Made in New York around 1895, the Storybook Quiltwas the most ornate of the crazy quilts in the show. Appliquéd upon the usualvelvet, silk, and cotton crazy blocks were mini-scenes of people interactingwith another person, animal or an object. The maker, Eudotia Sturgis Wilcox,worked a scene from the book Uncle Tom's Cabin, of Tom with Little Eva. Heidiand her Grandfather are depicted in their Swiss costumes. Little Women and otherbook's stories provided inspiration for this reader, quilter and grandmother.Her appliqué shows exquisite skill. These figures wore fancy three dimensionalclothing, embellished with trims, beads and lace. Their faces, legs, arms andhands were made from tan or white glove leather. Tiny facial features werepainted on with watercolors and ink. She had access to many prints and types offabrics. Popular motifs of that time were appliquéd on: playing cards, variousfans, flowers, a horseshoe, patriotic symbols and baskets of flowers. Variousembroidery stitches adorned the seams between predominately solid coloredbackground fabrics.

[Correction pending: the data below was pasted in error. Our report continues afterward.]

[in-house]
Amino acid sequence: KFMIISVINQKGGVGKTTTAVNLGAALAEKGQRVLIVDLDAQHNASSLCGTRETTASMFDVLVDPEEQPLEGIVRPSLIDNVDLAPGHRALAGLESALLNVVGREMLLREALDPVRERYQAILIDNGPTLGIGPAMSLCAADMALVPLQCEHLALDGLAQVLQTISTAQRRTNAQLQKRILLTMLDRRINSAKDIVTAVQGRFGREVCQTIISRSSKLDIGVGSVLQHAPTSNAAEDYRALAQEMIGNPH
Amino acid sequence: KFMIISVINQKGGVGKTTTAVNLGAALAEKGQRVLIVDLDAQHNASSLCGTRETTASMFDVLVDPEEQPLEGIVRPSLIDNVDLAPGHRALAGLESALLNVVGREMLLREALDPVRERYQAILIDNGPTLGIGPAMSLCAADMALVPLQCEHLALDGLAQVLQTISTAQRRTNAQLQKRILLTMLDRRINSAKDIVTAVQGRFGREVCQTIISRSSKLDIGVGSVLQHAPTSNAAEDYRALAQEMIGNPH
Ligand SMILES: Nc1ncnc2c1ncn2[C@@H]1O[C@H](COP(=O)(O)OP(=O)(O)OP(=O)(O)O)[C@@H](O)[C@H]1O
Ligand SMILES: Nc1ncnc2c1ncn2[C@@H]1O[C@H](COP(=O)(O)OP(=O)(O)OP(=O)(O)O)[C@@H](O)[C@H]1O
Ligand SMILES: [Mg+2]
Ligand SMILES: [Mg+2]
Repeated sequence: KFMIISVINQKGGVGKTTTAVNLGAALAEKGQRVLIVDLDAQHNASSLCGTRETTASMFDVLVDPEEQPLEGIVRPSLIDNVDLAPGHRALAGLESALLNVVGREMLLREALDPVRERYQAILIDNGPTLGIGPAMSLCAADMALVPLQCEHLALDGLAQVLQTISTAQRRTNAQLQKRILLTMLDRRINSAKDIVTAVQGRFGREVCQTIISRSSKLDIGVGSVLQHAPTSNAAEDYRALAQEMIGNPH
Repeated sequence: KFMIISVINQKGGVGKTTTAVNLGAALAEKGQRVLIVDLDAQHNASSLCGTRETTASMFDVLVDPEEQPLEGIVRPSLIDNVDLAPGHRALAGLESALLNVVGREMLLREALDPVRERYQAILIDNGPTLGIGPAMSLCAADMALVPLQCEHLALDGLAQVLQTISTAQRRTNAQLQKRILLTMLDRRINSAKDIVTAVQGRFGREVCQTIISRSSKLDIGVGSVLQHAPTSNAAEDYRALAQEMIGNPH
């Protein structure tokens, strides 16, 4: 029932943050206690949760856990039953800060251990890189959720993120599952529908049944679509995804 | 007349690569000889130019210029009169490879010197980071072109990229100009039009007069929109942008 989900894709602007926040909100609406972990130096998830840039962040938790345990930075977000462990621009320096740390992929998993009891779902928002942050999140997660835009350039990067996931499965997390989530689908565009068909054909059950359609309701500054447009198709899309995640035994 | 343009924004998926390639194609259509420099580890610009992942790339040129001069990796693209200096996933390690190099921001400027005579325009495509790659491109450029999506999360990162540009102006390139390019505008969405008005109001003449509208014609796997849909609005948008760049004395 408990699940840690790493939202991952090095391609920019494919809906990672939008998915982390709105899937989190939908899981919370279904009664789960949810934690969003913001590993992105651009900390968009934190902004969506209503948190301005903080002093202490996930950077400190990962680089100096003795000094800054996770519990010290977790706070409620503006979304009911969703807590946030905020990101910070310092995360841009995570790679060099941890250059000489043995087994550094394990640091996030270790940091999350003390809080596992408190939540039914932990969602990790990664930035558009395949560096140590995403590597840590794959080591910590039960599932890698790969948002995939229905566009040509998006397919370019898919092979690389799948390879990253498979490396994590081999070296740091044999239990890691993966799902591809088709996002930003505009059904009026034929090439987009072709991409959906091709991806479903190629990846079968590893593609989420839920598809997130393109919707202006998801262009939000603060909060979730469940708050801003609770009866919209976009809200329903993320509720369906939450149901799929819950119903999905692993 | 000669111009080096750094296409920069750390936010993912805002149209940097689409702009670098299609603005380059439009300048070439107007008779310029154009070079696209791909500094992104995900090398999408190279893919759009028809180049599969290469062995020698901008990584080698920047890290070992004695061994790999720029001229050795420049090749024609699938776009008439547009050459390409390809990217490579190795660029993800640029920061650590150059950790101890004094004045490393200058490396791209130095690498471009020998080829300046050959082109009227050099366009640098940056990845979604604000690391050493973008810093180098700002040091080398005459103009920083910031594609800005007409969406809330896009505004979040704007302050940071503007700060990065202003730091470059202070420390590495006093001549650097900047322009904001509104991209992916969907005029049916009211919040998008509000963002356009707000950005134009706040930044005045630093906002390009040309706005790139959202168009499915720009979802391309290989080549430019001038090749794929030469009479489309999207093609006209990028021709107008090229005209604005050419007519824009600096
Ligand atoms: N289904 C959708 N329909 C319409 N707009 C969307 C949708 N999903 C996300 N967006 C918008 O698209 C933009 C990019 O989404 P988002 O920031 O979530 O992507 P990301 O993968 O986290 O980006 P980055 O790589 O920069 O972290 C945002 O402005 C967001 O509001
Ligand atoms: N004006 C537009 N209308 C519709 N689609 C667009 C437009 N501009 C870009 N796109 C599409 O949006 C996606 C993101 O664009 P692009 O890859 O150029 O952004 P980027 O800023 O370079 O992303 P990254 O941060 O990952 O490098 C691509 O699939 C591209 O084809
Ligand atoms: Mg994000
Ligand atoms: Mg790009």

An American soldier (name unknown) made thiscolorful Star of Bethlehem out of silks and cottons during his convalescence, ca1901. He was injured in the Spanish American War. Just inside the red, white andblue bordered edges he appliquéd tiny individual woven American flags, possiblyribbon, to form a quasi-inner border. Between the flags and the star, he usedfancy stitches to appliqué Civil War corps badges on to it. These badgesidentified an Army troop division. He added international silk flags and othersymbols cut from silk: the Maltese cross, Christian cross, crescent, stars, andarrows, with tiny numbers sewn on each one. Most unique however, not just tothis Soldier's Quilt, but to any quilt, are the four cardboard backedsepia-toned photographs of Presidents Lincoln, Garfield, McKinley and Grant,mounted on it. Originally mass-produced as political mementos, this quiltmakerglued each picture on to a slightly larger piece of white silk, which heappliquéd on top of the pieced star. Tiny quilt stitches in dark threadoutlined each diamond of the star. A descendant of John Sutter came to own thisquilt through marriage.